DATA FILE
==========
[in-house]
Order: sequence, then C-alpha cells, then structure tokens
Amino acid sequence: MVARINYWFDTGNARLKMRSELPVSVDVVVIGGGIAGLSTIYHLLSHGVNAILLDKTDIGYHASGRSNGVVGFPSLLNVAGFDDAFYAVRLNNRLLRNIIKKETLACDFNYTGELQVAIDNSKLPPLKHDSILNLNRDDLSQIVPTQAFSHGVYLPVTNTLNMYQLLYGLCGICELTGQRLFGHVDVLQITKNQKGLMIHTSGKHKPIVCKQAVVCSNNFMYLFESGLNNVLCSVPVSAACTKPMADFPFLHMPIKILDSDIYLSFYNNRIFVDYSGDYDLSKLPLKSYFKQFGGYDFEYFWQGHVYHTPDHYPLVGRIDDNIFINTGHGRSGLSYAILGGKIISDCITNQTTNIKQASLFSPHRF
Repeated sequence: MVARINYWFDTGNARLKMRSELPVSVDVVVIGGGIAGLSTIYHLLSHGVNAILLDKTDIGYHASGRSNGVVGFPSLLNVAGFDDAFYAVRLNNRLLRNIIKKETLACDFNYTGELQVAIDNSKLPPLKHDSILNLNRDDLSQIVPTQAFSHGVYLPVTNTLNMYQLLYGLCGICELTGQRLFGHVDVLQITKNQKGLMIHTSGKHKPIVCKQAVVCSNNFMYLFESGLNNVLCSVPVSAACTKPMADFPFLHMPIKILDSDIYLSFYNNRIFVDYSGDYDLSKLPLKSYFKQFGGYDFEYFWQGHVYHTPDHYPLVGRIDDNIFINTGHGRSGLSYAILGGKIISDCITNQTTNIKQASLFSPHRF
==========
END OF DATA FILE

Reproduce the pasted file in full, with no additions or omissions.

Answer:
[in-house]
Order: sequence, then C-alpha cells, then structure tokens
Amino acid sequence: MVARINYWFDTGNARLKMRSELPVSVDVVVIGGGIAGLSTIYHLLSHGVNAILLDKTDIGYHASGRSNGVVGFPSLLNVAGFDDAFYAVRLNNRLLRNIIKKETLACDFNYTGELQVAIDNSKLPPLKHDSILNLNRDDLSQIVPTQAFSHGVYLPVTNTLNMYQLLYGLCGICELTGQRLFGHVDVLQITKNQKGLMIHTSGKHKPIVCKQAVVCSNNFMYLFESGLNNVLCSVPVSAACTKPMADFPFLHMPIKILDSDIYLSFYNNRIFVDYSGDYDLSKLPLKSYFKQFGGYDFEYFWQGHVYHTPDHYPLVGRIDDNIFINTGHGRSGLSYAILGGKIISDCITNQTTNIKQASLFSPHRF
Repeated sequence: MVARINYWFDTGNARLKMRSELPVSVDVVVIGGGIAGLSTIYHLLSHGVNAILLDKTDIGYHASGRSNGVVGFPSLLNVAGFDDAFYAVRLNNRLLRNIIKKETLACDFNYTGELQVAIDNSKLPPLKHDSILNLNRDDLSQIVPTQAFSHGVYLPVTNTLNMYQLLYGLCGICELTGQRLFGHVDVLQITKNQKGLMIHTSGKHKPIVCKQAVVCSNNFMYLFESGLNNVLCSVPVSAACTKPMADFPFLHMPIKILDSDIYLSFYNNRIFVDYSGDYDLSKLPLKSYFKQFGGYDFEYFWQGHVYHTPDHYPLVGRIDDNIFINTGHGRSGLSYAILGGKIISDCITNQTTNIKQASLFSPHRF